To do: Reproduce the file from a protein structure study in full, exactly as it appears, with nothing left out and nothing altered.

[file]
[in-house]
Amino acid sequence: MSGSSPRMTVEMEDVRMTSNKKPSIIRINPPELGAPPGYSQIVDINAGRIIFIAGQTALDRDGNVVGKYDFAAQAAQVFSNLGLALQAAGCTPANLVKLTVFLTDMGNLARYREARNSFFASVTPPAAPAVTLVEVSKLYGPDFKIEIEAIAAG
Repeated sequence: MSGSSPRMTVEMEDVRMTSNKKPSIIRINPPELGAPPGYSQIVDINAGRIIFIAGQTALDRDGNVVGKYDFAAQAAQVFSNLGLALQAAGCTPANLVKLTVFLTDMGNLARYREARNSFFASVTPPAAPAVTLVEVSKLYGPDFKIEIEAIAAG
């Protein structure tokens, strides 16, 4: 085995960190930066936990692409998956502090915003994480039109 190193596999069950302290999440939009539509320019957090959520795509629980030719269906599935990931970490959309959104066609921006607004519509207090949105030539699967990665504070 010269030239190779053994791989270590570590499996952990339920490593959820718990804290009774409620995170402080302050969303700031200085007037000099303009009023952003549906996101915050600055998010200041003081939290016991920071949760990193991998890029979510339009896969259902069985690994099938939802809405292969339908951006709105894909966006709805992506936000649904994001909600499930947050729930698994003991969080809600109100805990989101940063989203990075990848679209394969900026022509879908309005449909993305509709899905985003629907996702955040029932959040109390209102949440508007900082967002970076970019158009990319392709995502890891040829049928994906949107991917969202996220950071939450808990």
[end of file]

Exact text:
[in-house]
Amino acid sequence: MSGSSPRMTVEMEDVRMTSNKKPSIIRINPPELGAPPGYSQIVDINAGRIIFIAGQTALDRDGNVVGKYDFAAQAAQVFSNLGLALQAAGCTPANLVKLTVFLTDMGNLARYREARNSFFASVTPPAAPAVTLVEVSKLYGPDFKIEIEAIAAG
Repeated sequence: MSGSSPRMTVEMEDVRMTSNKKPSIIRINPPELGAPPGYSQIVDINAGRIIFIAGQTALDRDGNVVGKYDFAAQAAQVFSNLGLALQAAGCTPANLVKLTVFLTDMGNLARYREARNSFFASVTPPAAPAVTLVEVSKLYGPDFKIEIEAIAAG
């Protein structure tokens, strides 16, 4: 085995960190930066936990692409998956502090915003994480039109 190193596999069950302290999440939009539509320019957090959520795509629980030719269906599935990931970490959309959104066609921006607004519509207090949105030539699967990665504070 010269030239190779053994791989270590570590499996952990339920490593959820718990804290009774409620995170402080302050969303700031200085007037000099303009009023952003549906996101915050600055998010200041003081939290016991920071949760990193991998890029979510339009896969259902069985690994099938939802809405292969339908951006709105894909966006709805992506936000649904994001909600499930947050729930698994003991969080809600109100805990989101940063989203990075990848679209394969900026022509879908309005449909993305509709899905985003629907996702955040029932959040109390209102949440508007900082967002970076970019158009990319392709995502890891040829049928994906949107991917969202996220950071939450808990």